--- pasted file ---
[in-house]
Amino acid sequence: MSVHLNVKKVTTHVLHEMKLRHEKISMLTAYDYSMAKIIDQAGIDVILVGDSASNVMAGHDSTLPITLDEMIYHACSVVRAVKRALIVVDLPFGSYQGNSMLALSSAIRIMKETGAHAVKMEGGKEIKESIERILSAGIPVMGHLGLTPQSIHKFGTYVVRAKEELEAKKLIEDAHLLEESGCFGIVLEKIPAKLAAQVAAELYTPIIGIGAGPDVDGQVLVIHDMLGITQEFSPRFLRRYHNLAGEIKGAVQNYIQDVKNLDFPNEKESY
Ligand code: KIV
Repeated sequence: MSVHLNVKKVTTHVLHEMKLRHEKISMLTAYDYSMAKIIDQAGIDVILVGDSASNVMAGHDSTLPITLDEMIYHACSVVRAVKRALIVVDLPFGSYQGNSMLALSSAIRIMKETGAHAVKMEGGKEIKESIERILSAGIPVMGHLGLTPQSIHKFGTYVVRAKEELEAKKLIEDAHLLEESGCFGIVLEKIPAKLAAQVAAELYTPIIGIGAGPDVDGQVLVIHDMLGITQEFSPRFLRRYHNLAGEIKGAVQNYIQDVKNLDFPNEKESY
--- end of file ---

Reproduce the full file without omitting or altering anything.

[in-house]
Amino acid sequence: MSVHLNVKKVTTHVLHEMKLRHEKISMLTAYDYSMAKIIDQAGIDVILVGDSASNVMAGHDSTLPITLDEMIYHACSVVRAVKRALIVVDLPFGSYQGNSMLALSSAIRIMKETGAHAVKMEGGKEIKESIERILSAGIPVMGHLGLTPQSIHKFGTYVVRAKEELEAKKLIEDAHLLEESGCFGIVLEKIPAKLAAQVAAELYTPIIGIGAGPDVDGQVLVIHDMLGITQEFSPRFLRRYHNLAGEIKGAVQNYIQDVKNLDFPNEKESY
Ligand code: KIV
Repeated sequence: MSVHLNVKKVTTHVLHEMKLRHEKISMLTAYDYSMAKIIDQAGIDVILVGDSASNVMAGHDSTLPITLDEMIYHACSVVRAVKRALIVVDLPFGSYQGNSMLALSSAIRIMKETGAHAVKMEGGKEIKESIERILSAGIPVMGHLGLTPQSIHKFGTYVVRAKEELEAKKLIEDAHLLEESGCFGIVLEKIPAKLAAQVAAELYTPIIGIGAGPDVDGQVLVIHDMLGITQEFSPRFLRRYHNLAGEIKGAVQNYIQDVKNLDFPNEKESY